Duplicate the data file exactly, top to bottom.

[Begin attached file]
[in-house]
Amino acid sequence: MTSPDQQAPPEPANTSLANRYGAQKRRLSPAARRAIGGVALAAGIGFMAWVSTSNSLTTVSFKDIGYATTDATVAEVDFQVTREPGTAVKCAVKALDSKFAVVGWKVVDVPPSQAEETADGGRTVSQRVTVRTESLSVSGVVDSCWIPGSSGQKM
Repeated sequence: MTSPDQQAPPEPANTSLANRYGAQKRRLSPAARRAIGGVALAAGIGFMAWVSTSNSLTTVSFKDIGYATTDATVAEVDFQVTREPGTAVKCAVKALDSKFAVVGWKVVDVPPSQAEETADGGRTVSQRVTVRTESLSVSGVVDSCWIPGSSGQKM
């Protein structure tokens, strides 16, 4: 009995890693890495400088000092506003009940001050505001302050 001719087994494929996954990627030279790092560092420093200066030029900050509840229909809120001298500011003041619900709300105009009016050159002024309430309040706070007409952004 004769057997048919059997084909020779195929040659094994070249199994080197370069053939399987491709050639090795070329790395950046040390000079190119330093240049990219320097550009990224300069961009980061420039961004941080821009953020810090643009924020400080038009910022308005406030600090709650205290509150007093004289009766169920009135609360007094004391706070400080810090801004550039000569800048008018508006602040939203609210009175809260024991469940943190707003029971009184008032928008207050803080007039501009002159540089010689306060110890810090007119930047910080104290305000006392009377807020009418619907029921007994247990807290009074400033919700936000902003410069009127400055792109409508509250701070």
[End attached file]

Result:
[in-house]
Amino acid sequence: MTSPDQQAPPEPANTSLANRYGAQKRRLSPAARRAIGGVALAAGIGFMAWVSTSNSLTTVSFKDIGYATTDATVAEVDFQVTREPGTAVKCAVKALDSKFAVVGWKVVDVPPSQAEETADGGRTVSQRVTVRTESLSVSGVVDSCWIPGSSGQKM
Repeated sequence: MTSPDQQAPPEPANTSLANRYGAQKRRLSPAARRAIGGVALAAGIGFMAWVSTSNSLTTVSFKDIGYATTDATVAEVDFQVTREPGTAVKCAVKALDSKFAVVGWKVVDVPPSQAEETADGGRTVSQRVTVRTESLSVSGVVDSCWIPGSSGQKM
């Protein structure tokens, strides 16, 4: 009995890693890495400088000092506003009940001050505001302050 001719087994494929996954990627030279790092560092420093200066030029900050509840229909809120001298500011003041619900709300105009009016050159002024309430309040706070007409952004 004769057997048919059997084909020779195929040659094994070249199994080197370069053939399987491709050639090795070329790395950046040390000079190119330093240049990219320097550009990224300069961009980061420039961004941080821009953020810090643009924020400080038009910022308005406030600090709650205290509150007093004289009766169920009135609360007094004391706070400080810090801004550039000569800048008018508006602040939203609210009175809260024991469940943190707003029971009184008032928008207050803080007039501009002159540089010689306060110890810090007119930047910080104290305000006392009377807020009418619907029921007994247990807290009074400033919700936000902003410069009127400055792109409508509250701070």